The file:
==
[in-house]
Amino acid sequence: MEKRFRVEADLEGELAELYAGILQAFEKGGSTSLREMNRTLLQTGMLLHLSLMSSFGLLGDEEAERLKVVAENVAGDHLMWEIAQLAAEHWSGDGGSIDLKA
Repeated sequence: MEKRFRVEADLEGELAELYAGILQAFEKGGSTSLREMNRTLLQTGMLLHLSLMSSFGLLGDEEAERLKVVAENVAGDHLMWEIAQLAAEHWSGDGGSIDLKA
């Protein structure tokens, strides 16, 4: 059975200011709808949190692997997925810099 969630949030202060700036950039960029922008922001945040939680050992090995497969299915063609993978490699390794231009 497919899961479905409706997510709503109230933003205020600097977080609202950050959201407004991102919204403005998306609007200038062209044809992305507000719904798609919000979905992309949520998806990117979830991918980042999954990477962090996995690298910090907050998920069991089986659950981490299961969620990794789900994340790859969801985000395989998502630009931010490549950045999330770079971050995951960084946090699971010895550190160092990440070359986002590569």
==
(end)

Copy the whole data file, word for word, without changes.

[in-house]
Amino acid sequence: MEKRFRVEADLEGELAELYAGILQAFEKGGSTSLREMNRTLLQTGMLLHLSLMSSFGLLGDEEAERLKVVAENVAGDHLMWEIAQLAAEHWSGDGGSIDLKA
Repeated sequence: MEKRFRVEADLEGELAELYAGILQAFEKGGSTSLREMNRTLLQTGMLLHLSLMSSFGLLGDEEAERLKVVAENVAGDHLMWEIAQLAAEHWSGDGGSIDLKA
């Protein structure tokens, strides 16, 4: 059975200011709808949190692997997925810099 969630949030202060700036950039960029922008922001945040939680050992090995497969299915063609993978490699390794231009 497919899961479905409706997510709503109230933003205020600097977080609202950050959201407004991102919204403005998306609007200038062209044809992305507000719904798609919000979905992309949520998806990117979830991918980042999954990477962090996995690298910090907050998920069991089986659950981490299961969620990794789900994340790859969801985000395989998502630009931010490549950045999330770079971050995951960084946090699971010895550190160092990440070359986002590569």